Timothy Geithner had some critical words for Sen. Elizabeth Warren (D-Mass.) in a new memoir reflecting upon his time as treasury secretary before and after the 2008 financial crisis.
The book, entitled "Stress Test," recounts Geithner's thoughts and interactions with members of the Obama administration as it sought to repair the nation's financial system and subsequently implement the Wall Street reforms commonly referred to as Dodd-Frank.
Warren, at the time a consumer advocate and law professor who ran Congress' TARP oversight panel, was briefly considered the top choice to lead the Consumer Financial Protection Bureau. Due to concerns that a polarizing, progressive choice would not be able to muster enough Democratic support in the Senate, she was instead given the job of creating the agency under the auspices of Geithner. In her own book, she said she nearly turned the post down because she was worried, in part, about interference from the treasury secretary.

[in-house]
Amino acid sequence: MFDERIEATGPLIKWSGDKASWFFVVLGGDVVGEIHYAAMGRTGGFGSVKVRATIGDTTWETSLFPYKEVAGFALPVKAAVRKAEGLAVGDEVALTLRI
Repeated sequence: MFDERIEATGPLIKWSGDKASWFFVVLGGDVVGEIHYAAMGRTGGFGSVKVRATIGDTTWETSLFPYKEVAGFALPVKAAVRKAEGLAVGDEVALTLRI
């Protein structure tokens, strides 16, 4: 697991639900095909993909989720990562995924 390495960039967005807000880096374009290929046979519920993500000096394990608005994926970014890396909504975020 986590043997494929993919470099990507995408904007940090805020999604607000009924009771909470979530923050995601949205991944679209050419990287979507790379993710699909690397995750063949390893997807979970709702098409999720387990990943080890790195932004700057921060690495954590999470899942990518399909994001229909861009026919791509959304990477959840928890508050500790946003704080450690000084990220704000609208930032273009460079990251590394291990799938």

“They didn’t want to vote for a controversial liberal at a conservative moment,” Geithner wrote about Warren. “They were also worried about the intense opposition in the business community.”
Geithner, who writes that he has a “complicated relationship” with Warren, also said he thought her populism detracted from the issues at hand.
“Her [bailout] oversight hearings often felt more like made-for-YouTube inquisitions than serious inquiries,” Geithner wrote about Warren, according to The Hill. “She was worried about the right things but she was better at impugning our choices — as well as our intentions and our competence — than identifying any feasible alternatives.”
He may have been referring to a 2010 hearing in which he testified before Congress about the financial bailouts.
Warren also wrote about Geithner in a memoir released in April, recalling a day he took her out to lunch:
“Like a bossy third-grade teacher, I looked at him and said, ‘Put on your seat belt, Mr. Secretary,’ ” Warren writes. “Like a naughty kid, he looked back and said, ‘I don’t have to.’ ”
They continued arguing the point, and Warren thinks she raised her voice.
“He didn’t put on his seat belt all the way to the restaurant,” she writes. On the way back, after debating the role of government in the financial markets, he did put on his seat belt.
She also wrote that she was deeply disappointed in Geithner and the president for, choosing Wall Street over regular Americans in administering TARP for the benefit of big banks.
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